It’s time to regroup. The reason for achieving none of those things is that, as well as the Plan, I also have a Project. Sigoth and I are now embarked on decorating the guest bedroom. We only got a guest bedroom last year when Youngest Offspring went to university. He and his brother still share it when they are home, for example at Christmas. We can only work on it during term times. So last weekend Sigoth and I sat down and devised a Project Plan.

Obviously I am the Project Manager; it’s my real job too, so I brook no argument. With great certification comes great responsibility. I have done a resource calculation, and estimated the time required for tasks. I am even going Agile on this baby and have time-boxed everything. This is because our last project evaluation revealed that the slippage was due to spending longer than planned (or needed, in truth) on some tasks. So we have learned and I have scheduled accordingly, as well as giving the team a pep talk.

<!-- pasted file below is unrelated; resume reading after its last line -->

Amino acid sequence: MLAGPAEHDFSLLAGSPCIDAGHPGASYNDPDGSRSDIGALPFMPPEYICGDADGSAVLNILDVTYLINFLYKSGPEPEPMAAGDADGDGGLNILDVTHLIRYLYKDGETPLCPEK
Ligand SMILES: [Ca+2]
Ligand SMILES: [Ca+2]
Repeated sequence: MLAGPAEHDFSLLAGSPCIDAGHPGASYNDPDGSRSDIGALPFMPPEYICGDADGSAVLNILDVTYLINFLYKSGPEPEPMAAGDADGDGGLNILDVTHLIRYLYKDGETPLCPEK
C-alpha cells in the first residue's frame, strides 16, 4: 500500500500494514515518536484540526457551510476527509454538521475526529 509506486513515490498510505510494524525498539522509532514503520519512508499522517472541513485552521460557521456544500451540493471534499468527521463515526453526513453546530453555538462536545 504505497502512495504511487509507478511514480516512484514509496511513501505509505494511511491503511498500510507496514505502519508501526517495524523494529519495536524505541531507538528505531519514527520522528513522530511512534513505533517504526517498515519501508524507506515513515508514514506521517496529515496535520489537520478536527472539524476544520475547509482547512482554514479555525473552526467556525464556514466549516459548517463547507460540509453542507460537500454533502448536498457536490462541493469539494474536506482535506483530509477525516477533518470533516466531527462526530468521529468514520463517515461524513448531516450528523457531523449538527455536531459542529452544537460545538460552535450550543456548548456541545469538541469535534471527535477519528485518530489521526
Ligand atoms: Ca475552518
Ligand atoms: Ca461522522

As Project Officer, Sigoth is currently clearing out the loft.

Wait a moment, EBL! The loft? Didn’t you say you were decorating the bedroom?

Thanks for paying attention! Allow me to elucidate.

Have you heard that rhyme about the battle and the horse and the nail? You know, “for want of a nail, the shoe was lost” and so on. Go on, you know the one I mean.

Anything we try to do in EBL Towers turns out like that. In order to decorate the room we have to clear it, or at least have space to shift furniture about a bit. In order to make space we have to take out the boxes we put there while we decorated our bedroom before Christmas. That means we have to sort them out and decide what is going into the loft or to the dump. So we need to clear space in the loft for the things we want to store up there. Honestly, the painting bit is the really quick bit at the end.